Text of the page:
until further notice
SourceAmerican Journal of Physiology : Heart and Circulatory Physiology, 288, 4, (2005), pp. H1747-55
Article / Letter to editor
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American Journal of Physiology : Heart and Circulatory Physiology
SubjectIGMD 5: Health aging / healthy living; NCEBP 14: Cardiovascular diseases; UMCN 2.2: Vascular medicine and diabetes; UMCN 5.4: Renal disorders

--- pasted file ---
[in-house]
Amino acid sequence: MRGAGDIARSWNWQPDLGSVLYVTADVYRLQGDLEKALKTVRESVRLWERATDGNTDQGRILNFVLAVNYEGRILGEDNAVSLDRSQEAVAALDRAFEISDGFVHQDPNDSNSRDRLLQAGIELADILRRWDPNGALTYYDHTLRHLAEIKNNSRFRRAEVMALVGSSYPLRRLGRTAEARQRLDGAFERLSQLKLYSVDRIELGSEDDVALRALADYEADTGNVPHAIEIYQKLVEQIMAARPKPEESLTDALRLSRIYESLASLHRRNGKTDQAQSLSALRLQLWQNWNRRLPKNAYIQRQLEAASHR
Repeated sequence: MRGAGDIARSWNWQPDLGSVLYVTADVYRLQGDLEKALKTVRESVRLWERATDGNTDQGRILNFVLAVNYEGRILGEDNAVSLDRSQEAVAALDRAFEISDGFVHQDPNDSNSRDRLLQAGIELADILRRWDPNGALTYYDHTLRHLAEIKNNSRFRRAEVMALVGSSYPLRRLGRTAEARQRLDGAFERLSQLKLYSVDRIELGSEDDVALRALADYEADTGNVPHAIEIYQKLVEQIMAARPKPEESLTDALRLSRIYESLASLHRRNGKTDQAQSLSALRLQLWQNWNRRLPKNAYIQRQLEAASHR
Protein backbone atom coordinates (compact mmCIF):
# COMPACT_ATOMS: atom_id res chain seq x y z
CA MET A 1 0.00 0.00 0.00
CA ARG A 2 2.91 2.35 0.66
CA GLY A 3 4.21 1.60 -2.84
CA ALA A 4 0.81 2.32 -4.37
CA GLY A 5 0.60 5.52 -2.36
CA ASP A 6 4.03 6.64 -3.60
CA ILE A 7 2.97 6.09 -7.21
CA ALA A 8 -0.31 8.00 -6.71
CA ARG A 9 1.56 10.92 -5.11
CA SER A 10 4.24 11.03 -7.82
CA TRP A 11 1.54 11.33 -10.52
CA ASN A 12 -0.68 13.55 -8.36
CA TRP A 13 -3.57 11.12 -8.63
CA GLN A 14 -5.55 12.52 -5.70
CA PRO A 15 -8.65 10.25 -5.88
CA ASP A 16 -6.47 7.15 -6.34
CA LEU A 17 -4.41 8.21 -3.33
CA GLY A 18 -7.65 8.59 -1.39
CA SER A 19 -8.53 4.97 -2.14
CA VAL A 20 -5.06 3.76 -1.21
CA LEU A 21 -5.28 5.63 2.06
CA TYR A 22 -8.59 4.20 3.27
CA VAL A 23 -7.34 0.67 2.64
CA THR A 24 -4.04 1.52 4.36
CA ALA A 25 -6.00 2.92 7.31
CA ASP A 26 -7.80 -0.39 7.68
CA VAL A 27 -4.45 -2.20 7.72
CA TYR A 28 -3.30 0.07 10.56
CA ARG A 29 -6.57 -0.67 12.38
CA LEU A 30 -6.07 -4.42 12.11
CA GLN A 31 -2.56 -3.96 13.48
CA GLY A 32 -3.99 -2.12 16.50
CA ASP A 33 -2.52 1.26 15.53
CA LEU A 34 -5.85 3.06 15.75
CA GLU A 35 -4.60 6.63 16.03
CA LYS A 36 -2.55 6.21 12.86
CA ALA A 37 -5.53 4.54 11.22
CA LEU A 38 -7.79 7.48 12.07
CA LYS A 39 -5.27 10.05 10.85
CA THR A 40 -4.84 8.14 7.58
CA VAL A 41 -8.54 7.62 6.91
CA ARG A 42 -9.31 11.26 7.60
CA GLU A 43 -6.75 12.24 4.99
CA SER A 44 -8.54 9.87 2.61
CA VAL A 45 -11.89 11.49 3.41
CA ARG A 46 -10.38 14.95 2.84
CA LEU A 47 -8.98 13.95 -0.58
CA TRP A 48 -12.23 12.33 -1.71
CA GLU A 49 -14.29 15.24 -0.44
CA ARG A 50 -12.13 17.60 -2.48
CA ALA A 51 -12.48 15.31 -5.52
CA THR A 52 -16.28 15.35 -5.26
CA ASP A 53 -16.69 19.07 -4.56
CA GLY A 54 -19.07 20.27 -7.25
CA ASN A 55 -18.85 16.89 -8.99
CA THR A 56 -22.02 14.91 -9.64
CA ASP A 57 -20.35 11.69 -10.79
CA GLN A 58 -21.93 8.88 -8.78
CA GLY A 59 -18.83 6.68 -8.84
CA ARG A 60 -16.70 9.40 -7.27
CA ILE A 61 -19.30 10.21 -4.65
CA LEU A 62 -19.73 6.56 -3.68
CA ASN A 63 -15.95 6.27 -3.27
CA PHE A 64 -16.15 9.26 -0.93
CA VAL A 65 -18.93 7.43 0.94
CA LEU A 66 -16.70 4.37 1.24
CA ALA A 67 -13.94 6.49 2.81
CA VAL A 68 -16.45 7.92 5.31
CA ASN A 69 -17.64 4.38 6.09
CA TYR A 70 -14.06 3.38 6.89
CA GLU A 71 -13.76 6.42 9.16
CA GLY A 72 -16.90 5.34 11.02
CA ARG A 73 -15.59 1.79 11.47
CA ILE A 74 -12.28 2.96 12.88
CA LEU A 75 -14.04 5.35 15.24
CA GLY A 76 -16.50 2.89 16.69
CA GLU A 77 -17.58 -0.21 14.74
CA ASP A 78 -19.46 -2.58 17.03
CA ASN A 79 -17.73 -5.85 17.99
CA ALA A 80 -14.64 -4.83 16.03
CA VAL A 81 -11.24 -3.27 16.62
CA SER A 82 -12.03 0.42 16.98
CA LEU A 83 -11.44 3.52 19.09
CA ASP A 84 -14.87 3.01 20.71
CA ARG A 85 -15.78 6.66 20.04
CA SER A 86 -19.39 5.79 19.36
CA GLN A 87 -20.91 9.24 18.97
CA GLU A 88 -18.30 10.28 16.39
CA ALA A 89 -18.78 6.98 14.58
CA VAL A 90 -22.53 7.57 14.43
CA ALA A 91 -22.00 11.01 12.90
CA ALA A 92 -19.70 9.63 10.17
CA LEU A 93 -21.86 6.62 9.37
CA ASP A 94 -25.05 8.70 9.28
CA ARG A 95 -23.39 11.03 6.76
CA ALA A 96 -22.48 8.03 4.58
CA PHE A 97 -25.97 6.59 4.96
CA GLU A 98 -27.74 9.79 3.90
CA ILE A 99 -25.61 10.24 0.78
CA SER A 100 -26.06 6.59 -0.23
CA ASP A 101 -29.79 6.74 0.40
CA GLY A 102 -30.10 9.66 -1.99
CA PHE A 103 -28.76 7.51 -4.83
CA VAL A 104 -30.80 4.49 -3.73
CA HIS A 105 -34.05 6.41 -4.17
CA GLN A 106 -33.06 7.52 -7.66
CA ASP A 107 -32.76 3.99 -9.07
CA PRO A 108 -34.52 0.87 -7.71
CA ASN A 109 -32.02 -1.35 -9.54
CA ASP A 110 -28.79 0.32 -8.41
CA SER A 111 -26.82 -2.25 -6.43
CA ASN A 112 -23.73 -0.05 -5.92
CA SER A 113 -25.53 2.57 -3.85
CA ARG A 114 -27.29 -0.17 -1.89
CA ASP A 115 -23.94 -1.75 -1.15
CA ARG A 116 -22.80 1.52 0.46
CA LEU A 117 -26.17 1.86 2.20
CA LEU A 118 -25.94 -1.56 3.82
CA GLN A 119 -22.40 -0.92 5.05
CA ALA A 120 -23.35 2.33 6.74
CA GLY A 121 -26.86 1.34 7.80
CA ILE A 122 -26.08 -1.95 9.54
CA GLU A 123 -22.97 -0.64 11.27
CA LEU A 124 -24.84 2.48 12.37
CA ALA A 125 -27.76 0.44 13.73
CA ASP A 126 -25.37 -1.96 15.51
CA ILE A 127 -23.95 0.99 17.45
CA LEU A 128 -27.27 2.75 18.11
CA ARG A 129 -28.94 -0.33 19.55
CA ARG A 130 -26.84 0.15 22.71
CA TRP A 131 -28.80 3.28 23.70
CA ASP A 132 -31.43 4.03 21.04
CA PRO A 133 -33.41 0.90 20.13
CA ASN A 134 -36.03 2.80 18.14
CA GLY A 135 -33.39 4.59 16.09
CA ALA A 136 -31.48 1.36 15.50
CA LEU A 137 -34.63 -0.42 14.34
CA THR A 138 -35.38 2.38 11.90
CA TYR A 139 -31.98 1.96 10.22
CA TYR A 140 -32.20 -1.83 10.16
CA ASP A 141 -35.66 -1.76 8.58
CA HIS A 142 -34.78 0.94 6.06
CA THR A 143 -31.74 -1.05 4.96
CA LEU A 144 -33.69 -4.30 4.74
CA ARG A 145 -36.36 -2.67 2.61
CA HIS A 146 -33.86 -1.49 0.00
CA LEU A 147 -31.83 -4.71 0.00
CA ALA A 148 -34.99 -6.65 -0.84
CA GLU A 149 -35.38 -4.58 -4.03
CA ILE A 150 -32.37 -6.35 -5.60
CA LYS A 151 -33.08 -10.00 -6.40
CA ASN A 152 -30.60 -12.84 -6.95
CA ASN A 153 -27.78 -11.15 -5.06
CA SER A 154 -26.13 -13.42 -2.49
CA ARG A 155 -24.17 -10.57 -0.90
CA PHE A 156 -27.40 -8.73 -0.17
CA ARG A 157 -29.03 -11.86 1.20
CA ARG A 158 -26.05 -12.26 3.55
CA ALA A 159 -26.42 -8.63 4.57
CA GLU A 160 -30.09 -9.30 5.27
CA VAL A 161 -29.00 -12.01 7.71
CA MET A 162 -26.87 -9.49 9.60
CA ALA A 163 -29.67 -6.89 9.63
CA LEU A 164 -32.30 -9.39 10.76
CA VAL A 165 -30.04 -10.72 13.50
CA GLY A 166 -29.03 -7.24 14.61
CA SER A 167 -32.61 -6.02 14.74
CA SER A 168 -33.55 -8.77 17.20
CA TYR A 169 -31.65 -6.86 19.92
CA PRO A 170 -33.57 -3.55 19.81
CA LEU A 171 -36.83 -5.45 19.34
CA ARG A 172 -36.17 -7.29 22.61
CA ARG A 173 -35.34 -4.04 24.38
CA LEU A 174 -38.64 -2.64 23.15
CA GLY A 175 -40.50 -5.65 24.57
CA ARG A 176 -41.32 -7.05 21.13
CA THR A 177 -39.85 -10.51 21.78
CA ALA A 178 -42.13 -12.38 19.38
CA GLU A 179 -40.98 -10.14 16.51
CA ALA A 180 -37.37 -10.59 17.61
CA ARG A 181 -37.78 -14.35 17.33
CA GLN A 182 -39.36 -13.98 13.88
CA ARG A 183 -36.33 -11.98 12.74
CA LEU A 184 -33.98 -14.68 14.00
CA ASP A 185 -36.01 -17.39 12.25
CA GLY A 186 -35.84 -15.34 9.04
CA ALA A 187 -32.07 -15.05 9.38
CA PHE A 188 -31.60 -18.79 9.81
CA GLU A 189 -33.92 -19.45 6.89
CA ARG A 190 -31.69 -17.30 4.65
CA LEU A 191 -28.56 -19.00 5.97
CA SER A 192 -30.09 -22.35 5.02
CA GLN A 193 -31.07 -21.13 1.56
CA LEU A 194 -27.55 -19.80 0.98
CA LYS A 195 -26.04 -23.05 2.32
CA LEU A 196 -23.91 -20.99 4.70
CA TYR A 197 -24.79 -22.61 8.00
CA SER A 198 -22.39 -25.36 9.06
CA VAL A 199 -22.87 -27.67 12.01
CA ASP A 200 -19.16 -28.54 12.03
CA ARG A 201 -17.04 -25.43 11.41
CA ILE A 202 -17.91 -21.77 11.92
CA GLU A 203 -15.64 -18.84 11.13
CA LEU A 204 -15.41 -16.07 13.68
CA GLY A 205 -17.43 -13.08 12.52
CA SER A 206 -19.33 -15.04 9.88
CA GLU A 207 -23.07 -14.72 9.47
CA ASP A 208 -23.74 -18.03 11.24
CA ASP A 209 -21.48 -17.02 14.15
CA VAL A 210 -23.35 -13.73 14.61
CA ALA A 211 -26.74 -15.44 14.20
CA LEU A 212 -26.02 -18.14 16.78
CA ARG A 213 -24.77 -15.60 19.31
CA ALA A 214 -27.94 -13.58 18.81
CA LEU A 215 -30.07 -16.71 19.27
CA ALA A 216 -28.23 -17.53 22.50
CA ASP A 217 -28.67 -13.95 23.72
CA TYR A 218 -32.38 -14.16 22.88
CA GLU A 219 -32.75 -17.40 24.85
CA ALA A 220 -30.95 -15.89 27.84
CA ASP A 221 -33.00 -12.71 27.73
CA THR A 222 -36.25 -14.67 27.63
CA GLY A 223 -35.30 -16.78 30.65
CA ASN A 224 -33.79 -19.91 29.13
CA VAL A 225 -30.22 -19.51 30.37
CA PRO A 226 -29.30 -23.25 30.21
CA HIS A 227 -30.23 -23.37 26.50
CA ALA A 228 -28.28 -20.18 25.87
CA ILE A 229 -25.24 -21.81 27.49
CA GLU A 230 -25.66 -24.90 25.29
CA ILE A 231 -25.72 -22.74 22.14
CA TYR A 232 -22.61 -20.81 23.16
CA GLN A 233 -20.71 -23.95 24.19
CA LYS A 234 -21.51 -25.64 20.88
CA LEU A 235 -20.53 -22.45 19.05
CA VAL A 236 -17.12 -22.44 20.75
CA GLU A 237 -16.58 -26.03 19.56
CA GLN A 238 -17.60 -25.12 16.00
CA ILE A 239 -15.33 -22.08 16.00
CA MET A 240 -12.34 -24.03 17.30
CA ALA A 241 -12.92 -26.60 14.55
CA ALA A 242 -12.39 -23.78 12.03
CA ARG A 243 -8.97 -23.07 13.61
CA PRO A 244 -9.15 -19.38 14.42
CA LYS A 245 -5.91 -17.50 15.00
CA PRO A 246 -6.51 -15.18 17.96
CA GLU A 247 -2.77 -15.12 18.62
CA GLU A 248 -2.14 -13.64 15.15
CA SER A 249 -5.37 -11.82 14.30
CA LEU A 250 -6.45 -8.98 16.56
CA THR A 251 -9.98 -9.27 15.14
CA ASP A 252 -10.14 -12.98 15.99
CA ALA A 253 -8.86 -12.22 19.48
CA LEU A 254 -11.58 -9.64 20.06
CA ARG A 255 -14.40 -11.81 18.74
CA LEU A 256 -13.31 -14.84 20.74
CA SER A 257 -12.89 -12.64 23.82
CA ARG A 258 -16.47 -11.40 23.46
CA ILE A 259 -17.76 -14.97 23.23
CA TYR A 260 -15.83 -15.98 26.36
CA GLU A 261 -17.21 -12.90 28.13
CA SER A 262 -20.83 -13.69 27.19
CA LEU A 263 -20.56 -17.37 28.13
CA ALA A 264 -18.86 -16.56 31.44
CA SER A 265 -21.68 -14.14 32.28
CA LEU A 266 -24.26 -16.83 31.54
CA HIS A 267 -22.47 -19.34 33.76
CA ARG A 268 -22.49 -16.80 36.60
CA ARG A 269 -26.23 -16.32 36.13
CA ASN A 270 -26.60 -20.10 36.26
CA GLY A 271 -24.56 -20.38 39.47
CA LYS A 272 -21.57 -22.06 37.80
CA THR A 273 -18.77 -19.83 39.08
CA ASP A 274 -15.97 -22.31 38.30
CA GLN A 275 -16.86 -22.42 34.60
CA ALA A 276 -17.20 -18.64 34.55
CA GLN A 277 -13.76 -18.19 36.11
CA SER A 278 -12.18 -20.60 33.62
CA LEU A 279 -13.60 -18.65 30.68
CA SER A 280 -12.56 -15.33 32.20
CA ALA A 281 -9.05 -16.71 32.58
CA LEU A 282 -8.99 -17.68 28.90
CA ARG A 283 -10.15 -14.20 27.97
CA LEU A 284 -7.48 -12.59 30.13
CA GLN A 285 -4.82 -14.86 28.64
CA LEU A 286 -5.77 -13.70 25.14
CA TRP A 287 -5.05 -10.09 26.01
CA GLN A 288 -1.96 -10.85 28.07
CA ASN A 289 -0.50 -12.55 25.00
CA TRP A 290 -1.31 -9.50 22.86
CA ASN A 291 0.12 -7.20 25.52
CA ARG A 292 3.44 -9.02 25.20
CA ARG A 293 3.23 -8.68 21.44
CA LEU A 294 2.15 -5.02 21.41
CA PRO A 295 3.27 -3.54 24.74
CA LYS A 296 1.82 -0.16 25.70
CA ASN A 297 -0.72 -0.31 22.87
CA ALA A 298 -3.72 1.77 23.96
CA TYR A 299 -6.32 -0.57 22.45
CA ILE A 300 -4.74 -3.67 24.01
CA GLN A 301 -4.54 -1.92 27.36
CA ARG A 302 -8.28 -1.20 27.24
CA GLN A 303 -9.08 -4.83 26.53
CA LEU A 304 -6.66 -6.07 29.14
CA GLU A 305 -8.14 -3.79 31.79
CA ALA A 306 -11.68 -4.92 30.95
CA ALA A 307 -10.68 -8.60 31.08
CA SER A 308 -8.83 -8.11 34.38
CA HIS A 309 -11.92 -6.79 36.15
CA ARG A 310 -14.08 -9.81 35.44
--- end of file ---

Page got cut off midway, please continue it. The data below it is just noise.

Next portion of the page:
Physical inactivity or deconditioning is an independent risk factor for atherosclerosis and cardiovascular disease. In contrast to exercise, the vascular changes that occur as a result of deconditioning have not been characterized. We used 4 wk of unilateral lower limb suspension (ULLS) to study arterial and venous adaptations to deconditioning. In contrast to previous studies, this model is not confounded by denervation or microgravity. Seven healthy subjects participated in the study. Arterial and venous characteristics of the legs were assessed by echo Doppler ultrasound and venous occlusion plethysmography. The diameter of the common and superficial femoral artery decreased by 12% after 4 wk of ULLS. Baseline calf blood flow, as measured by plethysmography, decreased from 2.1 +/- 0.2 to 1.6 +/- 0.2 ml.min(-1).dl tissue(-1). Both arterial diameter and calf blood flow returned to baseline values after 4 wk of recovery. There was no indication of a decrease in flow-mediated dilation of the superficial femoral artery after ULLS deconditioning. This means that functional adaptations to inactivity are not simply the inverse of adaptations to exercise. The venous pressure-volume curve is shifted downward after ULLS, without any effect on compliance. In conclusion, deconditioning by 4 wk of ULLS causes significant changes in both the arterial and the venous system.
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